On the last night of the fiscal quarter, Dennis, Shenanigan's manager, will be promoted to district manager if they have a $9000 day. To motivate the crew, he tells them the restaurant will... See full summary »
John Michael Higgins,
While visiting his hometown during Christmas, a man comes face-to-face with his old high school crush whom he was best friends with -- a woman whose rejection of him turned him into a ferocious womanizer.
It's the dinner shift at Shenanigan's. Dan, the clueless boss, assigns Mitch, 22, a trainee, to Monty, the smooth talker who chases girls for one-night stands. Dean, a waiter, also 22, feels that life is passing him by. Dan offers him the assistant manager job and gives him until midnight to decide. Other waiters, cooks, and bus boys have their issues and personalities. Bishop, the dishwasher, is their counselor. During this shift, Monty may learn something, Dean makes his decision, Dan makes a play for the not-yet-18 hostess, customers get their comeuppance, the guys all play the in-house homophobic flashing game, the gals demonstrate why they won't, and Mitch gets the last word.Written by
Dane Cook improvised all his Character dialogue and name. there was no script given his total screen time of about 3 mins. a Cameo basically. See more »
When Raddimus is in the bathroom stall having sex with his girlfriend, she covers his mouth with her hand. In the close up, his mouth is not covered. See more »
[Standing in bathroom stall with his bare torso exposed]
I know what you're thinking now. You think we're all gay, don't you? Think we're all just a bunch of deviant lifestyle-living same-sex having motherfuckers, am I right?
Well, listen. You can put that faggoty baby to bed right now. None of the guys that work here are gay.
I mean, I'll stick my finger up my ass every now and again when I'm feeling squirrely, but that's about the extent of it.
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At the very end of the credits there is an "uber special thanks" section which contains Rob McKittrick's thank yous. The most notable ones being "God, for not existing," and "Kevin Smith, for providing the world with 'Clerks', the movie that made my movie seem possible. Randal is one of the greatest characters ever." See more »
As far as the unrated cut goes, the 'unrated' portions mostly concern the testicles and vagina shots near the end of the movie that had to be changed for the MPAA. For the vagina shot, the camera is slightly closer than it was theatrically. For the testicles shot in the theatrical, they were just hanging out of the boxers; this take is used on Disc Two during 'The Works' at the beginning of the Luis Guzman casting section. Another unrated change is that the rap video during the credits is uncensored, while the theatrical had words bleeped very arbitrarily. See more »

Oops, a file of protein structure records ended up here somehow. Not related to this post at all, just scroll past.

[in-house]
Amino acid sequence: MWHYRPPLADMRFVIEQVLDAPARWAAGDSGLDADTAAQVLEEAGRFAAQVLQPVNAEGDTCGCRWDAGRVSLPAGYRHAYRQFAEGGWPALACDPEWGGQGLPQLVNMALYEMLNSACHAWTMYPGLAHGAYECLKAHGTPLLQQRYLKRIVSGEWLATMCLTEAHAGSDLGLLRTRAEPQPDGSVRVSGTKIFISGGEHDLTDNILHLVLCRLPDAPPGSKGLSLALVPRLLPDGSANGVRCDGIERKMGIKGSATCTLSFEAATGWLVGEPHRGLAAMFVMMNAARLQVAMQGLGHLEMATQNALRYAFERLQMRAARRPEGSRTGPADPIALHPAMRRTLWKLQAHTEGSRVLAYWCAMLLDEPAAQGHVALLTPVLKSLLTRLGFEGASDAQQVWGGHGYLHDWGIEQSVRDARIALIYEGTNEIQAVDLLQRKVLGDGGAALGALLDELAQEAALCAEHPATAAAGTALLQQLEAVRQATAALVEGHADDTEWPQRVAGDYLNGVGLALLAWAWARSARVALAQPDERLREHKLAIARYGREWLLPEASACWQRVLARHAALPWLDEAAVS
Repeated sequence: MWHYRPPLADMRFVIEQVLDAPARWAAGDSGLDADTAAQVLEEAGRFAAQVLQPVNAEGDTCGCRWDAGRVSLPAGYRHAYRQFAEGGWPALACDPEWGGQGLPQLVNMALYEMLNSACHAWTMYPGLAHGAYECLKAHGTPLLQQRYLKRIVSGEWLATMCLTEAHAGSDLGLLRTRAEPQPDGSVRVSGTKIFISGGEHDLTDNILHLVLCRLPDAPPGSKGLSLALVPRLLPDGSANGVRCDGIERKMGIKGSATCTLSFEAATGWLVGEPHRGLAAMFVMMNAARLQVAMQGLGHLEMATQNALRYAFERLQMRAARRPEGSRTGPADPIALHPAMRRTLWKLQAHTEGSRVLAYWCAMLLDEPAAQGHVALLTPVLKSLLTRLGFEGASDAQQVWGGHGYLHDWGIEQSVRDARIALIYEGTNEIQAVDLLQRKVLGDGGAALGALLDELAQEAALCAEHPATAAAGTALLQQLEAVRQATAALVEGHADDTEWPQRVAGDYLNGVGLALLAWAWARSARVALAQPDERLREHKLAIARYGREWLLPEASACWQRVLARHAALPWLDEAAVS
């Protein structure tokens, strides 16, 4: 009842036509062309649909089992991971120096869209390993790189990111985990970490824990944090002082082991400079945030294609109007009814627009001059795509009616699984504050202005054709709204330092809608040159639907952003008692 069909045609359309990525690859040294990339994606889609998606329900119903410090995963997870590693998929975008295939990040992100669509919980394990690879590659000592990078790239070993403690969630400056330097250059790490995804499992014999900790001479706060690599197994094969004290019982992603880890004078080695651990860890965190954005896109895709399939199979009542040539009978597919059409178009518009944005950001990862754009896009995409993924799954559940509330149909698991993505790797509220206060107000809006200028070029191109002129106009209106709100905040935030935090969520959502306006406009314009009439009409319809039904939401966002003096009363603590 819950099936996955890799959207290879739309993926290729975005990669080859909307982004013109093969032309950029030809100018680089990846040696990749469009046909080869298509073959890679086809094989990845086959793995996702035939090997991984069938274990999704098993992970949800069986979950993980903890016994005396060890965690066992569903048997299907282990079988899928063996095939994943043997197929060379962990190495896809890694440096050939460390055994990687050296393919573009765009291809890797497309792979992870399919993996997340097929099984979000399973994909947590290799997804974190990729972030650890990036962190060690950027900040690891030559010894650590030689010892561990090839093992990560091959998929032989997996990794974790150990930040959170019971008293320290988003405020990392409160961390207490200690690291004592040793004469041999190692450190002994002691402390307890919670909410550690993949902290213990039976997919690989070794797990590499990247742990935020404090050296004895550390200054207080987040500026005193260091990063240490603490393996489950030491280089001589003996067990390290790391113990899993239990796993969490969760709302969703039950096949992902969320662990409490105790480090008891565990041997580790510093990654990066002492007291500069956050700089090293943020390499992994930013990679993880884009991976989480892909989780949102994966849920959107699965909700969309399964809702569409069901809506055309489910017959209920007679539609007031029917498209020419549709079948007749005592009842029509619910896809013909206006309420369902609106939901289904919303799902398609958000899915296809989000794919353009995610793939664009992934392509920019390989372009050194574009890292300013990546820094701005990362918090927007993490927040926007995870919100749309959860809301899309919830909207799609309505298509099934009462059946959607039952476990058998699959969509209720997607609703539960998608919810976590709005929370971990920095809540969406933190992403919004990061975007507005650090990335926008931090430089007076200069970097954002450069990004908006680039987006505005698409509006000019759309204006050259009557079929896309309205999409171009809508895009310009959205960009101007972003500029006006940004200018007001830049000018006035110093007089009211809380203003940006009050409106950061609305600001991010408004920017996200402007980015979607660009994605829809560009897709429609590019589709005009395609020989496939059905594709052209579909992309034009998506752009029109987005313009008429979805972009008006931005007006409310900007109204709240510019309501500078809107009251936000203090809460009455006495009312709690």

The people at Shenanigan's restaurant are an old mix of characters, never making their jobs boring by the amount of shenanigans of their own. Mitch is just starting and is taking the tour with Monty. Monty is the friendly yet crazy work mate, making every moment at fun one. Dean has hit a rut and questions why he still works at Shenanigan's, and cant commit with a fellow employee Amy. Dean was also asked if he wanted the assistant manager spot; to much of the content of others. Serena and Monty were dating, but they have a friendship on fake smiles and sarcasms.
The odd mix of characters of waiting make this such a wonderful. It's just not focused upon the three main characters; Monty, Dean and Serena, the background characters have their own personalities and dilemmas, adding so much more story. The development of the characters aren't fully developed, but you can still understand and sympathies to their problems. The characters are clichéd; you have seen a lot of them before; but they are so well placed and interact perfectly; there is a realism to them.
The major point of Waiting is the black humor that runs through it. It doesn't work off big set pieces and outlandish situations to make you laugh, the humor organically comes out of the characters from their dialog. A lot of the dialog is perverse, but it never seems out of place. Waiting does perfectly reflect the relationship between customer and waiter; well i did. Rob McKittrick unashamedly shows this interaction; the smart-ass customer who always complains, the regulars, and what could go behind the walls when the customers push to hard.
Ryan Reynolds brings another eccentric performance forward. He had been stuck with that eccentric ego in a lot of movies; but he does it perfectly and does another great job again. Anna Faris had finally lost that ditsy persona and shows a broader range of acting; bringing a great performance. Justin Long does have a puppy dog face a lot of the time, but really comes forward in the more serious moments. All the other actors as the employees all do wonderful performances, making the background character more interesting.
Waiting is a great black comedy on hospitality that is so painfully funny.
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